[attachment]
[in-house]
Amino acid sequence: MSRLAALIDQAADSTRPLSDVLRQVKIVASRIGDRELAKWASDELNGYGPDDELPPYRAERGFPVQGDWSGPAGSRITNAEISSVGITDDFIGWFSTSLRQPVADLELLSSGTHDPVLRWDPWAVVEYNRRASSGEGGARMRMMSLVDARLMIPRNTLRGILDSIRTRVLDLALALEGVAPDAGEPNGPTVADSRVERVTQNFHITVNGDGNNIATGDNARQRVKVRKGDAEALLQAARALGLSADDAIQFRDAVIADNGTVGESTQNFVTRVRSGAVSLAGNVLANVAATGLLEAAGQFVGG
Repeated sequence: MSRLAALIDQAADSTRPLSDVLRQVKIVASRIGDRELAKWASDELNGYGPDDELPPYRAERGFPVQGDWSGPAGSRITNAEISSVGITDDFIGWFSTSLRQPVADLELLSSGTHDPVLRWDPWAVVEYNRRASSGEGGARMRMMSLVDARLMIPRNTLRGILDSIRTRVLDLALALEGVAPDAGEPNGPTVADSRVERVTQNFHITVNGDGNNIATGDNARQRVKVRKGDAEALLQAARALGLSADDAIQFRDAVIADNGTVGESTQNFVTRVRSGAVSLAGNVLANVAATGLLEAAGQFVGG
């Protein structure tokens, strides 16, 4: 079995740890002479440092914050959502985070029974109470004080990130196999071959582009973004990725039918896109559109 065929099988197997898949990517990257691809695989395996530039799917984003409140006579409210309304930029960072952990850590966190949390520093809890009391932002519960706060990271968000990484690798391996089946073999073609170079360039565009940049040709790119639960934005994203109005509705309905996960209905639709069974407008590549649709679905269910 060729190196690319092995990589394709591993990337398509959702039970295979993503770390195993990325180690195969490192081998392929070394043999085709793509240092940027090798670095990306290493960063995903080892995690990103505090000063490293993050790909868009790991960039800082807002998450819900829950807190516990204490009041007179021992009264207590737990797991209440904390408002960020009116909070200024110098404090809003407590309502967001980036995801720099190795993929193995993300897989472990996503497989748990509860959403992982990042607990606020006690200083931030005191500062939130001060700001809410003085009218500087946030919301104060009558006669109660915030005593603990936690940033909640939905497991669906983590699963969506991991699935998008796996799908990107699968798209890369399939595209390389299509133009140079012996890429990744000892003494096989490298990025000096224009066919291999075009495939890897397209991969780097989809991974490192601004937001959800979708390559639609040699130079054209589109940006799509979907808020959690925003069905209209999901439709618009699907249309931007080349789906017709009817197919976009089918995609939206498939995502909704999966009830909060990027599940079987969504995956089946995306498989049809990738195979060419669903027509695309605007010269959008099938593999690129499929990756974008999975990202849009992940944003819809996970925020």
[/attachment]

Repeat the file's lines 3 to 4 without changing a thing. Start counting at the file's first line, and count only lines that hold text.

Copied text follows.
Repeated sequence: MSRLAALIDQAADSTRPLSDVLRQVKIVASRIGDRELAKWASDELNGYGPDDELPPYRAERGFPVQGDWSGPAGSRITNAEISSVGITDDFIGWFSTSLRQPVADLELLSSGTHDPVLRWDPWAVVEYNRRASSGEGGARMRMMSLVDARLMIPRNTLRGILDSIRTRVLDLALALEGVAPDAGEPNGPTVADSRVERVTQNFHITVNGDGNNIATGDNARQRVKVRKGDAEALLQAARALGLSADDAIQFRDAVIADNGTVGESTQNFVTRVRSGAVSLAGNVLANVAATGLLEAAGQFVGG
């Protein structure tokens, strides 16, 4: 079995740890002479440092914050959502985070029974109470004080990130196999071959582009973004990725039918896109559109 065929099988197997898949990517990257691809695989395996530039799917984003409140006579409210309304930029960072952990850590966190949390520093809890009391932002519960706060990271968000990484690798391996089946073999073609170079360039565009940049040709790119639960934005994203109005509705309905996960209905639709069974407008590549649709679905269910 060729190196690319092995990589394709591993990337398509959702039970295979993503770390195993990325180690195969490192081998392929070394043999085709793509240092940027090798670095990306290493960063995903080892995690990103505090000063490293993050790909868009790991960039800082807002998450819900829950807190516990204490009041007179021992009264207590737990797991209440904390408002960020009116909070200024110098404090809003407590309502967001980036995801720099190795993929193995993300897989472990996503497989748990509860959403992982990042607990606020006690200083931030005191500062939130001060700001809410003085009218500087946030919301104060009558006669109660915030005593603990936690940033909640939905497991669906983590699963969506991991699935998008796996799908990107699968798209890369399939595209390389299509133009140079012996890429990744000892003494096989490298990025000096224009066919291999075009495939890897397209991969780097989809991974490192601004937001959800979708390559639609040699130079054209589109940006799509979907808020959690925003069905209209999901439709618009699907249309931007080349789906017709009817197919976009089918995609939206498939995502909704999966009830909060990027599940079987969504995956089946995306498989049809990738195979060419669903027509695309605007010269959008099938593999690129499929990756974008999975990202849009992940944003819809996970925020």